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determining or is part of a number of effects that prove determining in the aggregate. Some of the lack of clarity also derives from differences in terminology and analytic methodologies from study to study. Although menstrual changes14 were, indeed, the most common reasons given for Norplant discontinuation at 6 months postinsertion, the Columbia study found that both "continuers" and "discontinuers" reported menstrual side effects at virtually equivalent levels. The study analysis concluded that women continuing implant use at 6 months were prepared to tolerate menstrual side effects, while women discontinuing at that time were not. In contrast, the RTI/Emory/CMC study found that women with severe menstrual side effects were more likely to discontinue use. It would seem that, absent a fuller understanding of such qualitative aspects as perceived severity and the implications of menstrual side effects for individual women, those effects are, in themselves, unreliable predictors of “early" method discontinuation. Both the Columbia and RTI/Emory/CMC studies also found differences between continuers and discontinuers with respect to non-menstrual side effects. In the Columbia sample, women who opted for discontinuation at 6 months were more likely to have experienced headaches, hair loss, and weight gain. In the RTI/Emory/CMC sample, at 12 months, while both menstrual and non-menstrual side effects from Norplant each increased discontinuation, discontinuation attributed by women to non-menstrual side effects was higher. The RTI/Emory/CDC study examined the frequency of Norplant-related side effects relative to other contraceptive methods and found that nearly all Norplant users reported one or more side effects, as was the case for women using Depo-Provera; considerably fewer women using oral contraceptives (OCs) reported side effects. Norplant users experienced the largest number of side effects, more Norplant users defined their side effects as "severe" and, as shown below, more were somewhat less satisfied, yet their continuation rates were considerably higher than those for the other two methods. Table 2-2 also shows that, in those studies that were designed to compare method use, implant continuation rates tend to be high relative to those of other reversible contraceptives. For example, in the Columbia sample, 50 percent of all women discontinuing use of Depo-Provera had done so after their first injection. User Satisfaction Data from the 1996 Ortho Birth Control study that were presented at the workshop in conjunction with the NSFG data showed favorable perceptions of Norplant tied with Depo-Provera at a 22 percent rating, ahead of the IUD's 15 percent but well behind tubal ligation, vasectomy, the male condom, and the pill (55, 63, 66, and 78 percent, respectively). The additional comment was made that preliminary indications from the NSFG data will also show that Depo-Provera is a less popular method than has been perceived by many providers who have tended to view it as more popular than Norplant.15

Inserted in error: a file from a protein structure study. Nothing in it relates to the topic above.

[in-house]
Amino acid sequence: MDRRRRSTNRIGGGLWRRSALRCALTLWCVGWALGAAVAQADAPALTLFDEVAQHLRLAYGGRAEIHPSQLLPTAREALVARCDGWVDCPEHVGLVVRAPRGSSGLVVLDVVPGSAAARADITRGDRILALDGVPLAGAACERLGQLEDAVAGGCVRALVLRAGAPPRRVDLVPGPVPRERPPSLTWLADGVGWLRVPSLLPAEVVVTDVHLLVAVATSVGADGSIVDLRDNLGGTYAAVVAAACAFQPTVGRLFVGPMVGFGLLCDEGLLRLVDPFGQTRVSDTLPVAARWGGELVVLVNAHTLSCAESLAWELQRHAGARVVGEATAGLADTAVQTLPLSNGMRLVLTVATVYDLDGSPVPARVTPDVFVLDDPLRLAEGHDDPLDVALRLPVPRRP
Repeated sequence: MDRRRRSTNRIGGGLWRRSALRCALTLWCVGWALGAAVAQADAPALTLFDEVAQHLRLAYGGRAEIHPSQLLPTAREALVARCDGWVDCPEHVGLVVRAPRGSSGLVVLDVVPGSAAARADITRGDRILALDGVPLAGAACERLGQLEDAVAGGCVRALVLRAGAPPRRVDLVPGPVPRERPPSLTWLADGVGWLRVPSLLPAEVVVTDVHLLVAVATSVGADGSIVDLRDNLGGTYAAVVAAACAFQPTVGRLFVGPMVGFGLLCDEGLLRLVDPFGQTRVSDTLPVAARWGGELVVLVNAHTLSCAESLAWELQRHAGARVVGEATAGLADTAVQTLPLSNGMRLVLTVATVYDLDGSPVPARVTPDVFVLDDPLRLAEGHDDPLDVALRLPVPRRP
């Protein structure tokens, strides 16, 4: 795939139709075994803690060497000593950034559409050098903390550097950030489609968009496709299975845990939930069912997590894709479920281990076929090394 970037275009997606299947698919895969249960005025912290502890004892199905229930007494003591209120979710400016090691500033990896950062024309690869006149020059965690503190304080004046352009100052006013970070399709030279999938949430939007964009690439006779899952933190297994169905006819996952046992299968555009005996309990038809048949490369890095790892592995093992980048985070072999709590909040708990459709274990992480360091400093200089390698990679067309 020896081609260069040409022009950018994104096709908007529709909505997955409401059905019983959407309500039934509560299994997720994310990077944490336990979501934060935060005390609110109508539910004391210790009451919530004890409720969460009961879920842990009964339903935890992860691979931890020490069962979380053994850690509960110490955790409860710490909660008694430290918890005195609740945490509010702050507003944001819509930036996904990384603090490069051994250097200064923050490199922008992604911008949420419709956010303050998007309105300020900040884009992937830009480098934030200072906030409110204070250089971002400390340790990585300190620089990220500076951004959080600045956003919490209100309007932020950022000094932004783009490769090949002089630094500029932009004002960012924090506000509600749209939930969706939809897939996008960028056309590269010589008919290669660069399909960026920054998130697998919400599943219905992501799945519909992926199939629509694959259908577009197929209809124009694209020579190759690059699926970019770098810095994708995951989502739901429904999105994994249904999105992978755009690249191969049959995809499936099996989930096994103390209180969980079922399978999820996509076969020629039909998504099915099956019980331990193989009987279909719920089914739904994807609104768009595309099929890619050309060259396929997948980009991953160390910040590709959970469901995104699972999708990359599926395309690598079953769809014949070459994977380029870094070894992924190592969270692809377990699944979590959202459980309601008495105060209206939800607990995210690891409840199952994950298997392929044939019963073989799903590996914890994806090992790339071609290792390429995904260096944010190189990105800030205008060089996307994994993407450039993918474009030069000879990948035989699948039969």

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technology did not require special training and they therefore were not motivated to find time in inevitably demanding schedules for training. An analysis of the training experience presented at the workshop made the point that medical training, undergraduate or postgraduate, is often provided in circumstances where competency is not demonstrated, documented, or required before use.22 The presentation noted that in one limited assessment, a physician's assistant who had undergone formal training in implant removal and for whom it became a regular procedure demonstrated faster removal times and fewer problems than a physician who was largely self-taught.23 The second explanation considered by the subcommittee had to do with another general question in medicine: Who is the first patient for any invasive procedure? When the implant was being introduced in the United States, there were relatively small numbers of users and therefore an even smaller number of women requesting removal. As a consequence, training was predominantly limited to a model arm. Recent analysis (not reported at the workshop) indicates that even with ideal placement, practitioners may require at least five trials to become proficient in removal.24 Thousands of women thus became "first patients" for Norplant insertions and, later, removals, and there were reports to the effect that women did not always understand that they were, in effect, participating in a training program, particularly in situations where language and social distance were issues. The subcommittee marked this as a chronic dilemma in medical practice, partly resolved by the manual dexterity the clinician has already accumulated that could be applied to new procedures, partly by informing patients that trainees are involved in performing that procedure, and partly by good supervision. A third set of issues related to the fact that, despite earnest efforts, training in the insertion and removal of Norplant was uneven, most acutely with respect to removal, an unevenness deriving largely from the health care system structures into which the method was introduced. The presentation on the experience in the United Kingdom made the point that the organization of the national health system made it possible to develop and implement a standardized training program tailored to the needs of family practitioners, who provide 80 percent of contraception as a regular part of the comprehensive care of their patients. In contrast, the U.S. system did not lend itself easily or rapidly to uniformity of medical education or practice. As observed earlier, while one-third of the Norplant users identified by the NSFG obtained the method through family planning clinics, two-thirds obtained it from a miscellany of sources. In neither country is there a legal way to prevent any physician who wishes to do so from inserting or removing the implant. Where training environments were created in which practitioners had to prove competency before training in the patient setting, and where standardized checklists were developed for proficiency and prediction of difficult removals, procedure times fell and patient satisfaction rose. This, with the experience in the United Kingdom, was seen by workshop participants as evidence that client attitudes about Norplant can be altered by provision of safe and expedient